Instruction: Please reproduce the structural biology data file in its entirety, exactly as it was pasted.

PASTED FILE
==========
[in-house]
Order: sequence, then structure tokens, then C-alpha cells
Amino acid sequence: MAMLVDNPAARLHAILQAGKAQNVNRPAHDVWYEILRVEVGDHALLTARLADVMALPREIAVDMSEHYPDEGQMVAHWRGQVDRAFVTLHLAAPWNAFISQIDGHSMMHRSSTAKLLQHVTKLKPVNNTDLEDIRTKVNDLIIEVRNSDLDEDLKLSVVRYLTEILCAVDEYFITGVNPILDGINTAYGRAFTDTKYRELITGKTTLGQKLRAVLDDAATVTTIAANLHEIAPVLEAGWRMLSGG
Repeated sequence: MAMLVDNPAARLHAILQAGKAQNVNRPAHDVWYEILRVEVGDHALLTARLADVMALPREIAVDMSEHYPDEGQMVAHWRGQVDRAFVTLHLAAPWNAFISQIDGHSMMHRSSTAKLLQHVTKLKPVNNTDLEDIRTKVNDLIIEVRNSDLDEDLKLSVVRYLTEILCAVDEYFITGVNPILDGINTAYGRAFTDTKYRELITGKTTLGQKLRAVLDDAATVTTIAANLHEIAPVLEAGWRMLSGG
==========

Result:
[in-house]
Order: sequence, then structure tokens, then C-alpha cells
Amino acid sequence: MAMLVDNPAARLHAILQAGKAQNVNRPAHDVWYEILRVEVGDHALLTARLADVMALPREIAVDMSEHYPDEGQMVAHWRGQVDRAFVTLHLAAPWNAFISQIDGHSMMHRSSTAKLLQHVTKLKPVNNTDLEDIRTKVNDLIIEVRNSDLDEDLKLSVVRYLTEILCAVDEYFITGVNPILDGINTAYGRAFTDTKYRELITGKTTLGQKLRAVLDDAATVTTIAANLHEIAPVLEAGWRMLSGG
Repeated sequence: MAMLVDNPAARLHAILQAGKAQNVNRPAHDVWYEILRVEVGDHALLTARLADVMALPREIAVDMSEHYPDEGQMVAHWRGQVDRAFVTLHLAAPWNAFISQIDGHSMMHRSSTAKLLQHVTKLKPVNNTDLEDIRTKVNDLIIEVRNSDLDEDLKLSVVRYLTEILCAVDEYFITGVNPILDGINTAYGRAFTDTKYRELITGKTTLGQKLRAVLDDAATVTTIAANLHEIAPVLEAGWRMLSGG